That means there would have been 5 votes to retain the 1970s era ban on capital punishment, and the USA could have become one of the world leaders in the global movement towards abolition, rather than one of its primary obstacles.  And 1,229 men and women would not have been killed by US states.

“I would vote the other way in any capital case. … I have come to think that capital punishment should be abolished.” –Supreme Court Justice Lewis Powell, to his biographer in 1991.

“From this day forward, I no longer shall tinker with the machinery of death … the basic question – does the system accurately and consistently determine which defendants ‘deserve’ to die? – cannot be answered in the affirmative.” – Supreme Court Justice Harry Blackmun, in a dissent in Callins v. Collins (1994)

“I have relied on my own experience in reaching the conclusion that the imposition of the death penalty represents the pointless and needless extinction of life with only marginal contributions to any discernible social or public purposes … such negligible returns to the State is patently excessive and cruel” – Supreme Court Justice John Paul Stevens in a concurrence in Baze v. Rees (2008)

“I think there is one vote that I would change and that’s one – was upholding the capital punishment statute.  I think that we did not foresee how it would be interpreted. I think that was an incorrect decision.” – Justice Stevens to NPR this Monday

Sunday, October 10, is World Day Against the Death Penalty.  This year, the focus is on the USA, and Amnesty International has just released a short document surveying where the USA is on this issue, and what these Supreme Court Justices and the rest of us have learned.


New Mexico Abolishes Death Penalty!

Tonight, a little after 6 PM mountain time, New Mexico Governor Bill Richardson signed into law a bill abolishing the death penalty in his state. After weeks of publicly wrestling with the issue (he had in previous years been a supporter of capital punishment), and after several days of widely soliciting public comment – a hotline the Governor’s office set up resulted in calls coming in 3-1 in favor of abolition – the Governor agreed to strike capital punishment from the books (though the law is not retroactive, and the fate of the two men who currently occupy New Mexico’s death row is unclear).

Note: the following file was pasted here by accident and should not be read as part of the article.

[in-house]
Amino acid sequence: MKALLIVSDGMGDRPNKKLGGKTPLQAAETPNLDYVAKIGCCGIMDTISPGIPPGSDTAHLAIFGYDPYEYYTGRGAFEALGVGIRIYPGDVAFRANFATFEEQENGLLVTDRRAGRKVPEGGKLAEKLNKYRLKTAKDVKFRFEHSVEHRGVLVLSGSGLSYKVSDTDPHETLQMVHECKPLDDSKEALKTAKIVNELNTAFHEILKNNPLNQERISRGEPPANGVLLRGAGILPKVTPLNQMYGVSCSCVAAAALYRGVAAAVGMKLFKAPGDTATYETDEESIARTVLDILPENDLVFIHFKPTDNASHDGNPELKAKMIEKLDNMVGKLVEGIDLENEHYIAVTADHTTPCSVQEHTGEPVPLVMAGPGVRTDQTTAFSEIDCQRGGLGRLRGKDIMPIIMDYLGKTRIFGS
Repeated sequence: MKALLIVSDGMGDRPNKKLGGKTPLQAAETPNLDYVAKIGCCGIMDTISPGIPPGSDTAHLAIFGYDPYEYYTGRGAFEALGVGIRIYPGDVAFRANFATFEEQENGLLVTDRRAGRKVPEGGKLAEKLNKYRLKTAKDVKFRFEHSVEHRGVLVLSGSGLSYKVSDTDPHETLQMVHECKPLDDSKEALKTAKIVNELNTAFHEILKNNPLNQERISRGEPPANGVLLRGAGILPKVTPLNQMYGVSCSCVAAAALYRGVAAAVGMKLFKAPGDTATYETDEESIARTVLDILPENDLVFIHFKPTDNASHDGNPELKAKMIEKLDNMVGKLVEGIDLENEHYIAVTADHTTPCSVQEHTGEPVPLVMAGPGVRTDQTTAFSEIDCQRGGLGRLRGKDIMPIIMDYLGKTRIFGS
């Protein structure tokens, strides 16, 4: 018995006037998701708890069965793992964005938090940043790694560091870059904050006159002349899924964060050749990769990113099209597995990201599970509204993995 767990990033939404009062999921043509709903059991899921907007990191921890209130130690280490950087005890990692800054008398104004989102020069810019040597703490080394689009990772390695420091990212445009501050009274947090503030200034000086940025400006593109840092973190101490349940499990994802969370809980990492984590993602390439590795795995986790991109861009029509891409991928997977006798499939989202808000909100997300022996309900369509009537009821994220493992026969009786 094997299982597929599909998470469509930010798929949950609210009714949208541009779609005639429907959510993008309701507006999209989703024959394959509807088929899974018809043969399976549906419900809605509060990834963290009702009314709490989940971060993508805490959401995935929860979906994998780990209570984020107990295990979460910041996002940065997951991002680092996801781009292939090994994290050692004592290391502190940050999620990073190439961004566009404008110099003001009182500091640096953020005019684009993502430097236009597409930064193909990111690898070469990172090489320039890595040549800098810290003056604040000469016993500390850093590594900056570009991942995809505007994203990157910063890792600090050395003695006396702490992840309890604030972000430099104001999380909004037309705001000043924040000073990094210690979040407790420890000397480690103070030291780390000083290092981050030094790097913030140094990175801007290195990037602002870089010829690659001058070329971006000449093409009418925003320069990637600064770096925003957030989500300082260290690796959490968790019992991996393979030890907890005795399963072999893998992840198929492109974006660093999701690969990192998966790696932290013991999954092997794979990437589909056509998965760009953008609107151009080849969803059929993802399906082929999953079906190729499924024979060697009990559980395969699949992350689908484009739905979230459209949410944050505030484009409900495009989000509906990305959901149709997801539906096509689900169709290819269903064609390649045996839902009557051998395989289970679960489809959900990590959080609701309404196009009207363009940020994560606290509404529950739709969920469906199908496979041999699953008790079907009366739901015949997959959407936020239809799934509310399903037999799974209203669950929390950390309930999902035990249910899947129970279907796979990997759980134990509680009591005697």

New Mexico becomes the 15th state in the U.S. to outlaw capital punishment. Curiously, it is also the third “New” state in a row to be moved into the abolitionist column. New York’s death penalty was declared unconstitutional and its death row closed in 2007, and New Jersey abolished its death penalty legislatively, also in 2007.   The only remaining “New” state – New Hampshire – will be having a House floor debate on death penalty abolition on Tuesday, March 24, though in that state, the Governor is not wrestling with the issue at all (at least not publicly), and is unlikely to support any repeal bill.

New Mexico becomes the first Southwestern state to end its experiment with the death penalty.  Until now, abolition has been confined to the Northeast and Upper Midwest (plus Alaska and Hawaii).   Like its fellow “New” states, New Mexico rarely used its death penalty (only 1 execution since 1960 – the other “New” states never did carry out an execution after reinstating their death penalties after 1976). Other states that fit into this pattern include New Hampshire (no executions since 1939), and Kansas (no executions since reinstatement). In both these states, vital abolition efforts are ongoing.  Other states where abolition debates are heating up (Colorado, Montana, Nebraska )have carried out 1, 3 and 3 executions respectively, and Maryland has only carried out 5.